Fall has finally arrived and our school programs are well underway. This year, we are continuing our long-standing after-school programs at John Moffet Elementary School and beginning a new partnership with Juniata Park Academy.
I, too, am a new to Al-Bustan and to Philadelphia, and have always felt that one of the best ways to learn about a place is to spend time in its public schools and with its students. I have been lucky in that my position as Al-Bustan’s Programs Coordinator allows me the opportunity to get to know this city not only through its students, but also its teachers, principals, poets, artists, musicians, schools, nonprofits, neighborhoods, and community organizations. Through Al-Bustan’s multifaceted work and programs, I learn something everyday about this city that I am new to and in awe of.
The Feeling of Fall
Even as leaves fall and temperatures drop, autumn has always felt like the beginning of the year to me, and nowhere can that be felt more than at elementary schools. The school year is new and full of promise, energy is high, and students are excited by changes big and small. The students in our after-school programs are eager to show me projects they’ve done in school that day, comics they have been working on, new back-to-school sneakers and backpacks, ideas they’re discovering and turning over, and plans they’re making. It’s a joy to spend time with these bright, funny, talented students.
Some days, of course, feel like they are more full of promise than others. Yesterday at John Moffet School, our Tuesday after-school classes felt more like a Friday; students have school off today for Yom Kippur and asking them to focus on completing homework that wasn’t due for another two days was understandably difficult. They wanted to spend time outside in the newly cool air and I didn’t blame them. We did as much homework as we could before taking a half-hour to be outside, and I hoped for the best as I delivered these energetic students, eager for their mid-week day off from school, to Percussion Class. A few minutes later, I poked my head into the Percussion class to see how it was progressing and found transformed students. Thoughts of tomorrow’s day off seemed to have vanished; I now saw focused, dedicated percussionists, sitting up straight, alert, hanging on our Percussion teacher’s every word.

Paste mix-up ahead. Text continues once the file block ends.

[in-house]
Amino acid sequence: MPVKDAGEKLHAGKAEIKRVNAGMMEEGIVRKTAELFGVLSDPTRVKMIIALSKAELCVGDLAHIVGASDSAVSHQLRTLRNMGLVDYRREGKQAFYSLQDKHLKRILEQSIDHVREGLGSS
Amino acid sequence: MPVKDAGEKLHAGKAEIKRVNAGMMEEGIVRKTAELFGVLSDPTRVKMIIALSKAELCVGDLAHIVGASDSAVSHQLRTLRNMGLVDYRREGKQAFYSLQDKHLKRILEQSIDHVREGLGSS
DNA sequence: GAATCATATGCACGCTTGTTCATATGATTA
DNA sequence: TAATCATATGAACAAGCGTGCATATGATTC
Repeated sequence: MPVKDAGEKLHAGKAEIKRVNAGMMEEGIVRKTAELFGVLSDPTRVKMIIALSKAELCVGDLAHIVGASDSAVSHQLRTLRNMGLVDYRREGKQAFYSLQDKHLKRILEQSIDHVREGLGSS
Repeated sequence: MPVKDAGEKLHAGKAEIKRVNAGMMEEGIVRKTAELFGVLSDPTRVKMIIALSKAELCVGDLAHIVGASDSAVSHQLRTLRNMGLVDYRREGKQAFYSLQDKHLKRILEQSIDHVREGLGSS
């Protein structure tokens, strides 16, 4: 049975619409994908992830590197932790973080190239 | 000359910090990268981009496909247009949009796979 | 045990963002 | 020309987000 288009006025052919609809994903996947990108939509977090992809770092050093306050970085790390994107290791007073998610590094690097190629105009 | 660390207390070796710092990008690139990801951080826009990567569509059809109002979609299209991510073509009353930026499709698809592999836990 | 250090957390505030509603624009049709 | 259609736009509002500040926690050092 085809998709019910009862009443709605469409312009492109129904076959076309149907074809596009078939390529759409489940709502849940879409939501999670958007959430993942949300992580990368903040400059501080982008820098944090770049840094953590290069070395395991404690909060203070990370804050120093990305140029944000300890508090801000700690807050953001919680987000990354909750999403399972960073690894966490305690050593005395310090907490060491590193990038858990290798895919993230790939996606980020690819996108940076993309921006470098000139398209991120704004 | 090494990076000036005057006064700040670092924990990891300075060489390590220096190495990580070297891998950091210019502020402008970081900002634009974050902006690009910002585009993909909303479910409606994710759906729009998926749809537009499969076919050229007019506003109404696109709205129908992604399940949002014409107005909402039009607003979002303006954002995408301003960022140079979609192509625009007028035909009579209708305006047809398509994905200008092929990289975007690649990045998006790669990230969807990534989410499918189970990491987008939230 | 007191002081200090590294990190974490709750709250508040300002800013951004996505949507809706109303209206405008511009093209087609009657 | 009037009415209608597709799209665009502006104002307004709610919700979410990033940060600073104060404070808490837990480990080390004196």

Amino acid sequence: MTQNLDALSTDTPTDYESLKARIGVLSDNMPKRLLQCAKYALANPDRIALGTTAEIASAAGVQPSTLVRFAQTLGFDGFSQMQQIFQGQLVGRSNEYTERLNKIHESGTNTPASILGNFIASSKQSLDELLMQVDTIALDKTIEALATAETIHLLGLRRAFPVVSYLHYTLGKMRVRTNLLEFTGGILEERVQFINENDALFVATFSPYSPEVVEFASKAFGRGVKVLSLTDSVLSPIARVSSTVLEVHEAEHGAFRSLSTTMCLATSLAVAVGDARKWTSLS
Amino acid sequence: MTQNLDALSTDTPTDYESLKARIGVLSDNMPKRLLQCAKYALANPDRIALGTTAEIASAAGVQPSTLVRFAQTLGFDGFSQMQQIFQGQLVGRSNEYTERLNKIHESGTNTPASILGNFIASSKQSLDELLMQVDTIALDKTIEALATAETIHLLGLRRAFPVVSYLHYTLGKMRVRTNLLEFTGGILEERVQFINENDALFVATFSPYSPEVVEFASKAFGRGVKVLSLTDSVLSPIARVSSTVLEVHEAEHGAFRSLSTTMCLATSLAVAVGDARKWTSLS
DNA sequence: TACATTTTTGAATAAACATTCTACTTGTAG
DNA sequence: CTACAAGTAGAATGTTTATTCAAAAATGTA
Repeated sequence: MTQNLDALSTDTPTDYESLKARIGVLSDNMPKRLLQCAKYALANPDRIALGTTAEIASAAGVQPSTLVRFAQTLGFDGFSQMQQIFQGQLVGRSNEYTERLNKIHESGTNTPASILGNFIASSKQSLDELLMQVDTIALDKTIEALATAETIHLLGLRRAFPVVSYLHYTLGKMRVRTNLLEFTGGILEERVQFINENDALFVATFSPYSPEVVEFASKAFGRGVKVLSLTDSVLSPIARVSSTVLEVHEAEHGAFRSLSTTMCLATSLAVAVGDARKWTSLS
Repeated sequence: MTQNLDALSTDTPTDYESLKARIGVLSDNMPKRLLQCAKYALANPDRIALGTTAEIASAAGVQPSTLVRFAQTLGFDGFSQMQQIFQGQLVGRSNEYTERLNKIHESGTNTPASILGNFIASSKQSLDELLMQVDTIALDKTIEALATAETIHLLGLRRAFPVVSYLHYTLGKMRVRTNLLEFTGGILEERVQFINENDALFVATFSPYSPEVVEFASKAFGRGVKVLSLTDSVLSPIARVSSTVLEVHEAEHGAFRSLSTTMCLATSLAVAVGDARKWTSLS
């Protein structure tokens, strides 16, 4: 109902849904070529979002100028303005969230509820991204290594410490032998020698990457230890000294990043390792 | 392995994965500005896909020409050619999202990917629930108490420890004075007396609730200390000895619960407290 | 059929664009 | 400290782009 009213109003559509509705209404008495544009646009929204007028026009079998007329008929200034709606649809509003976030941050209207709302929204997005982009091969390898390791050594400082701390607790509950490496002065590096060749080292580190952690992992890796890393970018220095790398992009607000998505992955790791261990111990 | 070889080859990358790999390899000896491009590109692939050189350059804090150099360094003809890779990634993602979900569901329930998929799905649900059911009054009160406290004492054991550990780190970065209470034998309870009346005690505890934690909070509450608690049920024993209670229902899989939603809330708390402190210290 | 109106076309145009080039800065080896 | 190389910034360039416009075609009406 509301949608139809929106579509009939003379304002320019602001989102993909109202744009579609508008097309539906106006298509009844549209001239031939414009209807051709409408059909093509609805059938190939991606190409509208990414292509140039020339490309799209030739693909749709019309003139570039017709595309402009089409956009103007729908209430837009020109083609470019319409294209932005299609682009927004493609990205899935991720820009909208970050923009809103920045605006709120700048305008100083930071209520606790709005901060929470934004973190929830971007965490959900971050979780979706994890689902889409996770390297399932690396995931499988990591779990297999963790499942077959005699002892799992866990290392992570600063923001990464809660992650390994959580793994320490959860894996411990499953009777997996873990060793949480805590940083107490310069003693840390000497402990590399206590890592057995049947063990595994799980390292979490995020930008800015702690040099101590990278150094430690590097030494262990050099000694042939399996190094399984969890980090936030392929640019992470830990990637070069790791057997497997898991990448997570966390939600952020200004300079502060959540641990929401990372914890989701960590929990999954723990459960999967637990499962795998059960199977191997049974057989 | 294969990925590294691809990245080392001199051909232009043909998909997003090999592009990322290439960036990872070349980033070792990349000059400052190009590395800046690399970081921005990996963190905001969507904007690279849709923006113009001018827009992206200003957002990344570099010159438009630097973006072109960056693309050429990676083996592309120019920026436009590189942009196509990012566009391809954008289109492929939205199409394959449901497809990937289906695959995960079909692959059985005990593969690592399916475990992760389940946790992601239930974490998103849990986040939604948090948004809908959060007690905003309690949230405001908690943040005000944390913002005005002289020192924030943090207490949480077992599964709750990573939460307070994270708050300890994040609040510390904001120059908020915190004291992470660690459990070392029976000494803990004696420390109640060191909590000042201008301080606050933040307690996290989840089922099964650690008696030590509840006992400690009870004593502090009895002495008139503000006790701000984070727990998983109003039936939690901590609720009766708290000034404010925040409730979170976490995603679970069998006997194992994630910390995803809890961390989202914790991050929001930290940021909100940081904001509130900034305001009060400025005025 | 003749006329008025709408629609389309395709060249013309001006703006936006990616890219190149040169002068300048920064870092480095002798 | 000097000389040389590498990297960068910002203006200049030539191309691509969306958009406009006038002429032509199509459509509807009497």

Transformative Power of Art and Music for Students
We all know well the transformative power of art and music for students, but it is only rarely that we get to see these transformations so clearly. On Tuesday, I was able to see, in a small way, what happens for students when we raise expectations, when we give them the responsibility of being part of a group, of a performance, of holding a drum in their hands. A group of antsy kids waiting for the weekend so quickly become Master-Percussionists-in-training when given the opportunity.
Students exceed our expectations when they are challenged, engaged, and creatively activated. It’s my privilege to be able to see this happening on Mondays at Juniata Park Academy, and on Tuesdays and Wednesdays at John Moffet Elementary. I feel very lucky to be in both schools, working with and learning from all of the amazing people in Al-Bustan’s orbit, and look forward to the year ahead.
Contribute to our fundraising campaign to support school-based arts programs at Moffet and Juniata.
Madeline (Maddy) Conley